Turkish technology company Biznet Informatics is eager to contribute to the local development of cybersecurity measures and offers consultancy services tailored for Turkey's needs, company Deputy General Manager Hakan Terzioğlu said.
Development of homegrown cybersecurity measures can cut cost by three-fold compared to services offered through foreign companies, Terzioğlu told Anadolu Agency (AA) on Monday.
Biznet has exceeded $400,000 in cybersecurity investments. It has invested over $100,000 in energy infrastructure security over the last three years alone.
More than 94% of Biznet's employees are local and for cybersecurity reasons it employs fully local staff in the field of Industrial Control Systems (ICS), Terzioğlu said.
Turkey is slowly picking up the pace in developing security systems for Operational Technology (OT) and ICS, while Biznet is closely watching the global developments in these areas.
Terzioğlu stressed the importance of implementing cybersecurity regulations and cited the U.S. as an example, as it encourages investments in this area through incentives.
"The state needs to encourage enterprises to invest in cybersecurity," he said.
From Turkey's Energy Market Regulatory Authority (EMRA) study, which Biznet conducted two years ago, it published the ICS Information Security Regulation. It was then revised in early 2019 and another revision is planned next year.
To counter cyberattacks, Terzioğlu advised energy and tech companies, academics, state and private sector players to create a platform for companies to conduct drills, similar in form to conventional military drills that the U.S. and Europe have held to detect weaknesses and form defense strategies.
Pointing to Turkey's ambitions of becoming an energy corridor using its key geopolitical position, Terzioğlu argued that a safe infrastructure is necessary to protect the potential vast trade volume. If the country is not ready its reputation as a secure environment for business would suffer in the international arena.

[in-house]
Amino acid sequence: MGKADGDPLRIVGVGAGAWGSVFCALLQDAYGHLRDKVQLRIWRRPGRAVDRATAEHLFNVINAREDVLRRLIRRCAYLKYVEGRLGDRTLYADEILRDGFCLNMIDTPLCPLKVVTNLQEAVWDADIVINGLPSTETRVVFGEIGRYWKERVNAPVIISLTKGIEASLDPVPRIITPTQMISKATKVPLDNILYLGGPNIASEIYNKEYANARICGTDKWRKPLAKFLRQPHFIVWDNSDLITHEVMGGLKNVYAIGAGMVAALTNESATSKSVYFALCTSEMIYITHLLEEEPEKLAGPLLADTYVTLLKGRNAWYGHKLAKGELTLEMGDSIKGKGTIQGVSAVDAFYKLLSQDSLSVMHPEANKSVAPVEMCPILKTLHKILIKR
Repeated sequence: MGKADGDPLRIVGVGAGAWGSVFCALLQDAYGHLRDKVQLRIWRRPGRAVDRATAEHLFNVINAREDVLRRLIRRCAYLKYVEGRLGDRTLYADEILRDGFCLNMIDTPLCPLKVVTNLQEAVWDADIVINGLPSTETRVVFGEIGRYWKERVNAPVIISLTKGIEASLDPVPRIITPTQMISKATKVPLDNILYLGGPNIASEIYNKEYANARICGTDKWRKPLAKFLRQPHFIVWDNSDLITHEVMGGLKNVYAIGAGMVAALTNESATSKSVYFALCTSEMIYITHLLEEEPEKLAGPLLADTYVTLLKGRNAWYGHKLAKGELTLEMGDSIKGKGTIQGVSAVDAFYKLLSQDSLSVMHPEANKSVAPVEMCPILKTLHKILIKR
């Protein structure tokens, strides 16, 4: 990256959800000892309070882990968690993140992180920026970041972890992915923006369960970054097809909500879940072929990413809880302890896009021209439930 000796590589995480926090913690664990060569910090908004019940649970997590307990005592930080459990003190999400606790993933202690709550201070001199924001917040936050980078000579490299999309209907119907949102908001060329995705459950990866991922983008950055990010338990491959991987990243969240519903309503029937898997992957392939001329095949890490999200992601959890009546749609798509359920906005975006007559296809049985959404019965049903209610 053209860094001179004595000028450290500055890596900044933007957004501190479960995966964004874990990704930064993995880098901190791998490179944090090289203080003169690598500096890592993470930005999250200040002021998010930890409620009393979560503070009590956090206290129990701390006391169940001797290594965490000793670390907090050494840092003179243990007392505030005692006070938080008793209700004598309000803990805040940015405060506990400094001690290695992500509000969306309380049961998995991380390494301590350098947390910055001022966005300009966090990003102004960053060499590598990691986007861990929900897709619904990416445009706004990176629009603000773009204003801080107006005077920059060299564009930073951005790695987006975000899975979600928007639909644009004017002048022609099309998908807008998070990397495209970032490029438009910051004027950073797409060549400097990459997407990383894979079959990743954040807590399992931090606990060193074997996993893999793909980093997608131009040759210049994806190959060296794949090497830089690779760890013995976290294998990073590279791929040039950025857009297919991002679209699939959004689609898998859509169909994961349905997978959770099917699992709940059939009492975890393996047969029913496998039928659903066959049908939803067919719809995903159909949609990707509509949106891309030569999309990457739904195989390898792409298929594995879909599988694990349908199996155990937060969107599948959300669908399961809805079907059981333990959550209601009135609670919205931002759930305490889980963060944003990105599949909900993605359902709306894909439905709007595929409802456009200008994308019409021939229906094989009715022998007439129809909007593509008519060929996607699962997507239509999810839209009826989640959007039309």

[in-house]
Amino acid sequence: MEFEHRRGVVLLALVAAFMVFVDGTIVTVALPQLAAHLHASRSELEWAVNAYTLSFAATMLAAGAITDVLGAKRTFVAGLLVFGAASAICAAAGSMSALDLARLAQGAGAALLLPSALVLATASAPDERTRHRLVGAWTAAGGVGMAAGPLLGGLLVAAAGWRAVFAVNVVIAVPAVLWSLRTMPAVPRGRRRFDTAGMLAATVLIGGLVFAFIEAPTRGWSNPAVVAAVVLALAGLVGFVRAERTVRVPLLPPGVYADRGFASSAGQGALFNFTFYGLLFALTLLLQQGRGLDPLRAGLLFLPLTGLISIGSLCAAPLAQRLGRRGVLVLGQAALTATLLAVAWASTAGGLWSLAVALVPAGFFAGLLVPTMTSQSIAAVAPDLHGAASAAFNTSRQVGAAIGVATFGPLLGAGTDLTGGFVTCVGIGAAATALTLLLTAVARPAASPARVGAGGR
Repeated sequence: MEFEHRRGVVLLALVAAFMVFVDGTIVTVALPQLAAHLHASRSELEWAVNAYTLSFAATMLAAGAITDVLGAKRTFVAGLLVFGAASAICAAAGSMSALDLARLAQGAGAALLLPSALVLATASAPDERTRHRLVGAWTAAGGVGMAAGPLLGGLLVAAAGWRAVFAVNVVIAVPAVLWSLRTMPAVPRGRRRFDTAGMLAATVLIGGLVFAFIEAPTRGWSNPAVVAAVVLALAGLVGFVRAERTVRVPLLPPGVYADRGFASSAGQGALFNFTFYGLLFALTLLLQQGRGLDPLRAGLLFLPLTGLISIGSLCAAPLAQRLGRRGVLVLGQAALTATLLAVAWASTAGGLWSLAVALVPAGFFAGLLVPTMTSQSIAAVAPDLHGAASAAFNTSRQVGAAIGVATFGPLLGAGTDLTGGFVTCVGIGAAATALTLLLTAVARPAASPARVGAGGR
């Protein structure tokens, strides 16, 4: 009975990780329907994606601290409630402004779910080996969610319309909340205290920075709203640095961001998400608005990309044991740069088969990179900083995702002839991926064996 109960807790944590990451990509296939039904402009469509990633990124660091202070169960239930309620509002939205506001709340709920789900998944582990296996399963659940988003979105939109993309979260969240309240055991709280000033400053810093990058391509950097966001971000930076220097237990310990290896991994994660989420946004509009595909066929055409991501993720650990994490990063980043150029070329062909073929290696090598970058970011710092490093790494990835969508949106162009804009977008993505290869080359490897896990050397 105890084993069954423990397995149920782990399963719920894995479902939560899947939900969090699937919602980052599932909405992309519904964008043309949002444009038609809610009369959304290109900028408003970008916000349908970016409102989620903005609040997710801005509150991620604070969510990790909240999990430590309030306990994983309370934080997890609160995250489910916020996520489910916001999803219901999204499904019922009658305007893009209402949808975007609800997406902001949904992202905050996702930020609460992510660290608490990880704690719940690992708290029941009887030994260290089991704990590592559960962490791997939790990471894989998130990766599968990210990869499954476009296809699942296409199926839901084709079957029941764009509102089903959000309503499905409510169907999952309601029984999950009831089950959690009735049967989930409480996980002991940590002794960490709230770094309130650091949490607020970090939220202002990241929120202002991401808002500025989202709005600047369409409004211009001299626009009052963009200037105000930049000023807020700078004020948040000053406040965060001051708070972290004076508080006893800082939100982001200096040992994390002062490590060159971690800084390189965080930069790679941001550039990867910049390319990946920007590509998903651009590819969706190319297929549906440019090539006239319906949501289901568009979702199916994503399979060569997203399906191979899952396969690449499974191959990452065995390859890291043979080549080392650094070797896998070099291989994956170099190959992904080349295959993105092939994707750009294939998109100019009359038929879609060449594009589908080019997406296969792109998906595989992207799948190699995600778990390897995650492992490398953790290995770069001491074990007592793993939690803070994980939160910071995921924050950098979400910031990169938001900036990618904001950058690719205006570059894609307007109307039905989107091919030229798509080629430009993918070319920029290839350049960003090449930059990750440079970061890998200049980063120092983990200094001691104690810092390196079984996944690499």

He recalled the malicious software attack on Saudi Aramco in 2017 when 30,000 computers were blocked in the company's facilities. He said Saudi Aramco was the target of many attacks because of its global prominence but these attacks made the headlines and damaged the company's reputation.
CYBERSECURITY THREATS ARE REAL
Patrick Miller, the founder of the nonprofit threat intelligence platform EnergySec, said energy infrastructure security is the most crucial of all, as without it all other measures would fail very quickly.
Miller explained that within the energy sector, the numerous upstream and downstream phases, including drilling, transportation and refining, need different types of cybersecurity systems.
He argued that the security systems in place now were designed in isolation but the current environment needs a more integrated approach.
He explained that the current tendency is for infrastructure systems to be interconnected to obtain data and understand their parameters, but this means that they become more vulnerable because any connection between them is susceptible to hackers.
"It is a good thing because it makes operations better, but at the same time it carries a potential risk," he noted.
The more secured systems are designed in a way to deal with cyberattacks without the need to stop operations, Miller said.
He also echoed the importance of regulations and referenced to the North American Electric Reliability Corporation's (NERC) Critical Infrastructure Protection (CIP) standards that have been in force since July 1, 2008.
NERC says these CIP standards provide a comprehensive set of requirements to protect North America's Bulk-Power System from malicious cyberattacks.
NERC developed its set of CIP standards to require utilities to establish a baseline set of security measures. Violations can result in financial penalties of over $1 million per day per violation, he explained, but cautioned that regulations can only go so far.
"Regulations help but for only for so long. I wrote the regulation in the U.S. and it is a topic that I know well. For example, before the regulation, some companies did a good job regarding cybersecurity and some did not. However, even some companies that did a good job beforehand reduced their security measures after the regulation came into force since their executives did not want to spend extra money. Thus, it became the floor instead of the ceiling," he said.
Subsequently, organizations that went beyond what the regulation dictated were rewarded through various incentives and this incentive model helped solve a lot of problems, he said.
He added that cybersecurity threats are very real and should be taken seriously. He said the attack on Ukraine's electricity grid in 2015, which caused multiple blackouts leaving 230,000 Ukrainians without electricity for hours, is an example of a threat that could have been avoided if such a regulation was implemented in Ukraine.